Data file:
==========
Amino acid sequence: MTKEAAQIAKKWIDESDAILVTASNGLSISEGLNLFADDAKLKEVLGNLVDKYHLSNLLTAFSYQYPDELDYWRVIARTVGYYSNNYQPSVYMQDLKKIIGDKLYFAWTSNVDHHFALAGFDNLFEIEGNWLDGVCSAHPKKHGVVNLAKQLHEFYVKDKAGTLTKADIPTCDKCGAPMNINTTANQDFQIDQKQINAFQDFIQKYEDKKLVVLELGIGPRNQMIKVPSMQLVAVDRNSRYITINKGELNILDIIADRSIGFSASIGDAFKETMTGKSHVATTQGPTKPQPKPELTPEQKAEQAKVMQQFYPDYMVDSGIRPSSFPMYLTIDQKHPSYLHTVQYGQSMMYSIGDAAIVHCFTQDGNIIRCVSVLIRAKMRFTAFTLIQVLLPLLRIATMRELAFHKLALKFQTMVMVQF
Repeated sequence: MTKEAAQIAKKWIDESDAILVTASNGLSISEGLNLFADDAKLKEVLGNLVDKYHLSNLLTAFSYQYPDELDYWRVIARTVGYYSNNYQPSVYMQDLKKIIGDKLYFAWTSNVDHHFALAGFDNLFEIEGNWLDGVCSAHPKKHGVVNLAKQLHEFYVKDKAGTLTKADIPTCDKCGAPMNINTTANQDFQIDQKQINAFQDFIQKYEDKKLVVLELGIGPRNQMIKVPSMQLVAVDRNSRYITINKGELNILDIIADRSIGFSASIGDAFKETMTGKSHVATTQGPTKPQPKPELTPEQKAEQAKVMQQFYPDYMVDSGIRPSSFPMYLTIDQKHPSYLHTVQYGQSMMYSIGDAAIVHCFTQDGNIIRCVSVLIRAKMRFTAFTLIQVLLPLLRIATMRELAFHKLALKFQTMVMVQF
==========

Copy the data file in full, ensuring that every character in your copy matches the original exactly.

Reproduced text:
Amino acid sequence: MTKEAAQIAKKWIDESDAILVTASNGLSISEGLNLFADDAKLKEVLGNLVDKYHLSNLLTAFSYQYPDELDYWRVIARTVGYYSNNYQPSVYMQDLKKIIGDKLYFAWTSNVDHHFALAGFDNLFEIEGNWLDGVCSAHPKKHGVVNLAKQLHEFYVKDKAGTLTKADIPTCDKCGAPMNINTTANQDFQIDQKQINAFQDFIQKYEDKKLVVLELGIGPRNQMIKVPSMQLVAVDRNSRYITINKGELNILDIIADRSIGFSASIGDAFKETMTGKSHVATTQGPTKPQPKPELTPEQKAEQAKVMQQFYPDYMVDSGIRPSSFPMYLTIDQKHPSYLHTVQYGQSMMYSIGDAAIVHCFTQDGNIIRCVSVLIRAKMRFTAFTLIQVLLPLLRIATMRELAFHKLALKFQTMVMVQF
Repeated sequence: MTKEAAQIAKKWIDESDAILVTASNGLSISEGLNLFADDAKLKEVLGNLVDKYHLSNLLTAFSYQYPDELDYWRVIARTVGYYSNNYQPSVYMQDLKKIIGDKLYFAWTSNVDHHFALAGFDNLFEIEGNWLDGVCSAHPKKHGVVNLAKQLHEFYVKDKAGTLTKADIPTCDKCGAPMNINTTANQDFQIDQKQINAFQDFIQKYEDKKLVVLELGIGPRNQMIKVPSMQLVAVDRNSRYITINKGELNILDIIADRSIGFSASIGDAFKETMTGKSHVATTQGPTKPQPKPELTPEQKAEQAKVMQQFYPDYMVDSGIRPSSFPMYLTIDQKHPSYLHTVQYGQSMMYSIGDAAIVHCFTQDGNIIRCVSVLIRAKMRFTAFTLIQVLLPLLRIATMRELAFHKLALKFQTMVMVQF